New US-British extradition pact nears approval

By , Staff writer of The Christian Science Monitor

Breaking a year-long deadlock, the United States Senate has taken a major step toward final approval of a treaty that would make it harder for Irish terrorists to find refuge in the US. By a 15 to 2 vote, the Senate Foreign Relations Committee has approved a revised version of a 1972 extradition treaty between the United States and Great Britain that partially erases a longstanding distinction between terrorists and freedom fighters.

Full Senate approval of the treaty is expected later this year. Such action would remove an irritant in relations between the two allies. The British government has balked at existing US extradition procedures, which have been invoked by members of the Irish Republican Army to avoid being returned to Britain for trial in connection with violence stemming from the conflict in Northern Ireland.

The Reagan administration has urged Senate approval of the revised treaty as a way of rewarding the British for their support of last April's US air strike on Libya.

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Under the terms of the original draft treaty submitted to Congress last June, fugitives seeking refuge in the US would be unable to claim that crimes such as murder, kidnapping, and the use of explosives were committed in a political context.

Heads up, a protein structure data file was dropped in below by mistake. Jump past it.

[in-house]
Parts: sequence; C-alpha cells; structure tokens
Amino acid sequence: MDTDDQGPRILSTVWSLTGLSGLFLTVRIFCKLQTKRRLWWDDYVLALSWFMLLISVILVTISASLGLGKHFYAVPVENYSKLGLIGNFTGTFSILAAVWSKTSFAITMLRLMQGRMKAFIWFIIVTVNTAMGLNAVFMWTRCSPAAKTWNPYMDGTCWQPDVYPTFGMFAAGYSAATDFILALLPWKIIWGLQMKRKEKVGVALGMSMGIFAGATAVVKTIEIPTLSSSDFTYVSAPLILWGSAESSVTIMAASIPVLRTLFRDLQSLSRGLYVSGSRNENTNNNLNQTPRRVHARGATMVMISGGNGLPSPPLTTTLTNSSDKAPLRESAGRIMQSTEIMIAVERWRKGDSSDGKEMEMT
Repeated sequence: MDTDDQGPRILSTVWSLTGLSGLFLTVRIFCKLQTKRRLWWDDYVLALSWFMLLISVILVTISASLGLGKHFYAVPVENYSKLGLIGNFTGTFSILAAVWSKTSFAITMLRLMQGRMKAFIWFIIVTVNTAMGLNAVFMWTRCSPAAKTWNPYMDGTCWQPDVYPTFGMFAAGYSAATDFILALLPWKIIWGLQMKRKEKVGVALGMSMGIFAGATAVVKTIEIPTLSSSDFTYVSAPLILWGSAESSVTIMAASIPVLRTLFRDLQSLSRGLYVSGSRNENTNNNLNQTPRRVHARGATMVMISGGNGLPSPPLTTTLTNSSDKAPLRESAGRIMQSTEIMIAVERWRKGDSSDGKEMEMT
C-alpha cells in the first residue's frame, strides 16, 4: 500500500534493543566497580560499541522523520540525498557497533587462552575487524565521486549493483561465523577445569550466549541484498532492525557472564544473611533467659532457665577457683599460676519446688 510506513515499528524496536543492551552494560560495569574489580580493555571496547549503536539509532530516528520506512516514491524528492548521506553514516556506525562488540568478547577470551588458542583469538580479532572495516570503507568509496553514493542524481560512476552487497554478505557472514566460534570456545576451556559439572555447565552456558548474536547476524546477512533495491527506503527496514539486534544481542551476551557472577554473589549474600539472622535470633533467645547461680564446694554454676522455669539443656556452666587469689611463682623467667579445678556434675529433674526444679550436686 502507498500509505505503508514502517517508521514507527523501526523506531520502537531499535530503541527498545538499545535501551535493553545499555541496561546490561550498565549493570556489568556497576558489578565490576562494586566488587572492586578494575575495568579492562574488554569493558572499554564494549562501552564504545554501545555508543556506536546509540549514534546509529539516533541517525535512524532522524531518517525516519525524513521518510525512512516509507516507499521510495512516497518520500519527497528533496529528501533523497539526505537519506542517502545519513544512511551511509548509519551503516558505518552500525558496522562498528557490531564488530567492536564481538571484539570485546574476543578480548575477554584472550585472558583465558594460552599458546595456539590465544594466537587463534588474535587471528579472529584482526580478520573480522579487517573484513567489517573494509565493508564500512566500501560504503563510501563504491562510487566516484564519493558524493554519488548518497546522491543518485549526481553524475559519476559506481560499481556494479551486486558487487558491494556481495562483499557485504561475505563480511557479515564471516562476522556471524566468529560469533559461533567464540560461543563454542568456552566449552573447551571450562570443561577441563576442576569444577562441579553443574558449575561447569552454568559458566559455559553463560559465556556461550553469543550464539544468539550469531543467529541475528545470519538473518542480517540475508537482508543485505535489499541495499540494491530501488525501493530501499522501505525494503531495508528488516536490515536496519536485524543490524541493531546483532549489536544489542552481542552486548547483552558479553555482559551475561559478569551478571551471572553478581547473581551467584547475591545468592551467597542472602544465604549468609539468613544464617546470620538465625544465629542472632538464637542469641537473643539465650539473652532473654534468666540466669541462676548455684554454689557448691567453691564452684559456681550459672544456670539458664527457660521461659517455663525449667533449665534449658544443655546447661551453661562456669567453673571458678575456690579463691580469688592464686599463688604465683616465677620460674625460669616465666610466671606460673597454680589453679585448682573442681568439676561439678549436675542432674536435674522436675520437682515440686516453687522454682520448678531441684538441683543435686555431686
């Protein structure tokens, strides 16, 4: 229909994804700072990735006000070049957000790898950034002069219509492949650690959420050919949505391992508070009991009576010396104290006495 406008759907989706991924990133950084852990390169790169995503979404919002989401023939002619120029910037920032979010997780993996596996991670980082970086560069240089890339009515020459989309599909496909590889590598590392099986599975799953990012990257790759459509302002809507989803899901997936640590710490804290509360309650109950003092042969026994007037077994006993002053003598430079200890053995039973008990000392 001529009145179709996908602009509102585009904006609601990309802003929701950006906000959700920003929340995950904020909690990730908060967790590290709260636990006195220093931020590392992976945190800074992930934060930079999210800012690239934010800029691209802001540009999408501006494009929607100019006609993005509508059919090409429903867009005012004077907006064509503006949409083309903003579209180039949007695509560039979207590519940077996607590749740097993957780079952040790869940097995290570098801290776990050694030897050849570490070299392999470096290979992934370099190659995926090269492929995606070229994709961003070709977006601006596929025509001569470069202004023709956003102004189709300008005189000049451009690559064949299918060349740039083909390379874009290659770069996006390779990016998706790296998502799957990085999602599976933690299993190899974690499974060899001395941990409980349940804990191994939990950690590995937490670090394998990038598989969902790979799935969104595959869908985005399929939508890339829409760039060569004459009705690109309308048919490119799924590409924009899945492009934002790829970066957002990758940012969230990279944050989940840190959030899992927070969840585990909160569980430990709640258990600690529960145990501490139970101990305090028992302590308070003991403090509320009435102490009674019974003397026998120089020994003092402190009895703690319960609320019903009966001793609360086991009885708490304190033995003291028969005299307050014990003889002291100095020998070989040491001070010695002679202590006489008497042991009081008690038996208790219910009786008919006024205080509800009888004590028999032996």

Opponents of the new treaty, led by committee Democrats and conservative Republican Sen. Jesse Helms of North Carolina, objected that by broadening the list of extraditable crimes the US was abandoning its historic role as a place of refuge for persons involved in politically motivated offenses.

By the terms of the compromise, Republicans on the Foreign Relations panel agreed to narrow the list of extraditable crimes by omitting two offenses -- possession of firearms and conspiracy. The committee also agreed to leave extradition decisions in the hands of US courts rather than the State Department as called for in the original Reagan draft treaty.

A spokeswoman for the American Civil Liberties Union (ACLU), which opposes the treaty, last week gave the compromise mixed reviews.

``The bad news is that, for all practical purposes, the treaty ends a longstanding American tradition of judicial neutrality toward participants in armed uprisings abroad,'' says Susan Benda. ``The good news is that the treaty now has a safeguard against trumped-up charges.''

The revised treaty requires US courts to deny extradition if the request is politically motivated or would result in an unfair trial.

But US officials also acknowledge the political utility of the agreement. ``Clearly the treaty was due on its own merits,'' says an administration source. ``But beyond that, there's a clear feeling here that this is especially appropriate in light of Britain's solid support for US policy in recent years.''

A State Department official says that in the coming months the US will seek similiar modifications in the political offense exceptions in extradition treaties with at least seven other, mostly West European, allies.

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